Linking the global with local – ‘inclusive development’ for both North and South

13/09/2011 at 10:24 am 1 comment

By Hans Zomer

This weekend I attended the CIVICUS World Assembly, to get a sense of current thinking among civil society actors from across the globe, and to help us strategise for the coming years.

Under the heading “Civil Society and Global Governance: Doing It Better“, the assembly focused on four overall themes – Development Effectiveness, Climate Justice, Connecting People through Technology and Civil Society and Democratic Space. Four themes that are directly relevant for NGOs in Ireland too.

We in Ireland need a national conversation on the shape and values of the new society we want to build on the ruins of the “Celtic Tiger”. A conversation that results in clear proposals for the type of “Development” we want: the type of economy, politics and values that “enhance people’s well-being and enlarge people’s choices” (= Dóchas’ working definition of what Development means).

This conversation, which is starting in Ireland through initiatives such as Claiming Our Future and the National Citizens’ Assembly and this week’s Sharing Responsibility in Shaping the Future, neatly mirrors similar discussions in many other countries – rich and poor.

(One speaker at the Civicus Assembly asked for sympathy for people in Europe as, he said, we have now woken up and realised that we are not living in a “developed” country, but that the process is on-going and that, as a consequence, we are living in a “developing” country.)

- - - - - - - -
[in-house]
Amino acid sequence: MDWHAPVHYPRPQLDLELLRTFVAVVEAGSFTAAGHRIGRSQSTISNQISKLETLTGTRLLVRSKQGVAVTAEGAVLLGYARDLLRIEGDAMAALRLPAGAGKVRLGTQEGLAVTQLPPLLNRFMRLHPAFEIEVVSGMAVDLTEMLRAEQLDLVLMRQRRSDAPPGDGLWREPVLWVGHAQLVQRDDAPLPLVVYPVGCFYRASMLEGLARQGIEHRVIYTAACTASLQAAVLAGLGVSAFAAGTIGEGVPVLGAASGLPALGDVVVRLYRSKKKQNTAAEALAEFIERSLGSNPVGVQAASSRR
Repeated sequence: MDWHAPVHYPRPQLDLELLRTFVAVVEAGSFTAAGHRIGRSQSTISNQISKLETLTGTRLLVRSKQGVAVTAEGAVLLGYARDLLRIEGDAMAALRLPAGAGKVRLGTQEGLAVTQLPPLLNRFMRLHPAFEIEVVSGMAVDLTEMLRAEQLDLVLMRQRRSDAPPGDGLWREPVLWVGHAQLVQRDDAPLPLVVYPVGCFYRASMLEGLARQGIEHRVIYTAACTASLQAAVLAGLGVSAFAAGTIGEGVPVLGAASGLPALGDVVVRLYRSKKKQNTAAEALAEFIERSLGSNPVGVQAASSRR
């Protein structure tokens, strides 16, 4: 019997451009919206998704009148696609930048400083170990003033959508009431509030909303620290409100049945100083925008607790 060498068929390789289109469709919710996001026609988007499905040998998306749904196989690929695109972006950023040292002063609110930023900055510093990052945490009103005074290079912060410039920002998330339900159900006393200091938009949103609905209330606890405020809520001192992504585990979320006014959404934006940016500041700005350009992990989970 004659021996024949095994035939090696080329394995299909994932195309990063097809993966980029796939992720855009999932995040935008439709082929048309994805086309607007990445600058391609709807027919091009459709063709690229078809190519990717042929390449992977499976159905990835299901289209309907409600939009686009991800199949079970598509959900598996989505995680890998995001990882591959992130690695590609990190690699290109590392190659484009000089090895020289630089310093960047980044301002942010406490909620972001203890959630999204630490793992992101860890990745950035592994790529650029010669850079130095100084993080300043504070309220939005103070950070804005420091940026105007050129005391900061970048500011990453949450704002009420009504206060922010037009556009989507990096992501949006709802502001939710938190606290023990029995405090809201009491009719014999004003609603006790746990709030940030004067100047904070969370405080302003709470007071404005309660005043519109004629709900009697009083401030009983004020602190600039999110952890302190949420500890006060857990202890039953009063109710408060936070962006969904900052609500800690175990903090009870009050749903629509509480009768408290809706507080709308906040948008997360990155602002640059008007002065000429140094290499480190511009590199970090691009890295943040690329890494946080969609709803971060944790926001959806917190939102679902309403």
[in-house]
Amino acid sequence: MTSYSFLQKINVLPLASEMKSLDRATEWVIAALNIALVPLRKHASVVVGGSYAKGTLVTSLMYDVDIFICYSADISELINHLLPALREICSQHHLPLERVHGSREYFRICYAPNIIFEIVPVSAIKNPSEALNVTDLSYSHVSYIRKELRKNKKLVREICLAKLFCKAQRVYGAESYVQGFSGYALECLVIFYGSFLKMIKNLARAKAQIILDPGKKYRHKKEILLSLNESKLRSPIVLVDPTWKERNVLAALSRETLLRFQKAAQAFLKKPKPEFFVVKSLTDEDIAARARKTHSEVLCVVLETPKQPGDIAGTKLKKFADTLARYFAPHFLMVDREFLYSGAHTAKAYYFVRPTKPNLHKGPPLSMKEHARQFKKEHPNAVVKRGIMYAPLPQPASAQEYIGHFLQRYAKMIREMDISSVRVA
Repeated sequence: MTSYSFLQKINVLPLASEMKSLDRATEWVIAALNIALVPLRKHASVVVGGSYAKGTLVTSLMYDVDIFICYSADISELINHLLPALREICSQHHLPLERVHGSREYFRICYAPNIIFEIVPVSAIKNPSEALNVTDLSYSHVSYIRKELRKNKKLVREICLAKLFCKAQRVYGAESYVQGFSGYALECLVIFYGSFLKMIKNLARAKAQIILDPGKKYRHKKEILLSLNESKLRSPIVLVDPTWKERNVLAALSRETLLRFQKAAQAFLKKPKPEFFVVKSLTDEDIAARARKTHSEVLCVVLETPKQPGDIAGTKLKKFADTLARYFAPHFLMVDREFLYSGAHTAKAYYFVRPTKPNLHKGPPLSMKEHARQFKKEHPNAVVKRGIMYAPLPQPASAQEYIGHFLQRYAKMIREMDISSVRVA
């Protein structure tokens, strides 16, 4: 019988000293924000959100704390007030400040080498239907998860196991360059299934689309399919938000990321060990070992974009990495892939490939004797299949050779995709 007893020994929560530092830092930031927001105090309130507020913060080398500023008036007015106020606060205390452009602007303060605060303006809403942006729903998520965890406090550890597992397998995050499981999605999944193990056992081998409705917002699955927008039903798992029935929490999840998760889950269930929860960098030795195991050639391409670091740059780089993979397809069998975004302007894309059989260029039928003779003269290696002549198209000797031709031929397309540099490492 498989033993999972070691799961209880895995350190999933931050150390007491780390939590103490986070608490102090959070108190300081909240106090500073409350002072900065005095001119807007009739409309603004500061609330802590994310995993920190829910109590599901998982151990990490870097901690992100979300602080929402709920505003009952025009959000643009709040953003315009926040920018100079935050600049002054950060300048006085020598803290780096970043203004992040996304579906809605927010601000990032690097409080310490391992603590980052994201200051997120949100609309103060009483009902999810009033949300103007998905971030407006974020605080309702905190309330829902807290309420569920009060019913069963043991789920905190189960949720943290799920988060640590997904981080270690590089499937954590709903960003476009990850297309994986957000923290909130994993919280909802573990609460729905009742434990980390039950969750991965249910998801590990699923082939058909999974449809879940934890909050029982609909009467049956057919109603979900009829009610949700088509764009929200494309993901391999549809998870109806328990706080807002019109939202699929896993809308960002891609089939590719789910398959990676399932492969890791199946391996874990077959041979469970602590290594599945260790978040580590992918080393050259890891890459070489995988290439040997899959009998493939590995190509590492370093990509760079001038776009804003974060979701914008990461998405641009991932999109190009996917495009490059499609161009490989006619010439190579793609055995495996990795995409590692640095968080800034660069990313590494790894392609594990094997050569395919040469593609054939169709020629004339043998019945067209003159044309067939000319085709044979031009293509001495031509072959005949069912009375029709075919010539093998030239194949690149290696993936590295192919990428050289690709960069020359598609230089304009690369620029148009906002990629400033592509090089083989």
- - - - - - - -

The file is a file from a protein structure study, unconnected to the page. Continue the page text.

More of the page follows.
This merging of the “Development” agendas in rich and poor countries is a great opportunity.

For our part, Dóchas will continue to engage with our international partners, and with representatives of Ireland’s domestic civil society, to shape this new Development framework.

And there are many opportunities for us to apply our new thinking to influence governments:

– In November, Irish NGOs and the Government will participate in the Busan summit to improve the effectiveness of global aid.

– In December, governments from around the world will meet in Durban to negotiate the basis of a new climate change treaty.

– In June 2012, governments will meet in Rio de Janeiro to take stock on progress since the 1992 Rio conference on sustainable development.

– In January 2013, Ireland will take over the Presidency of the EU – giving us a unique opportunity to influence EU decision making.

– In September 2013, the member states of the UN will meet to decide the common development framework to succeed the Millennium Development Goals.

More on each of these later.

For now, the important thing is to put our thinking caps on, and to start discussing: What kind of “Development” do we want to see in Ireland? And in Europe? The world?

Plenty to start with!


Further reading, relating to the CIVICUS World Assembly:


Entry filed under: Development Effectiveness, MDGs, NGOs. Tags: , , , , , , , , .

Getting ready for the Irish EU Presidency in 2013 NGO overhead costs

1 Comment Add your own

  • 1. Colm Regan  |  13/09/2011 at 11:42 am

    Thanks Hans
    But you will not build that conversation on what kind of Ireland (world) we want while Dochas continues to avoid its obligations re development education – you want a national conversation, it has to be built up over time and consistently. If NGOs want to be at the centre of that conversation, they must support Irish citizens in engaging meaningfully in such a conversation.



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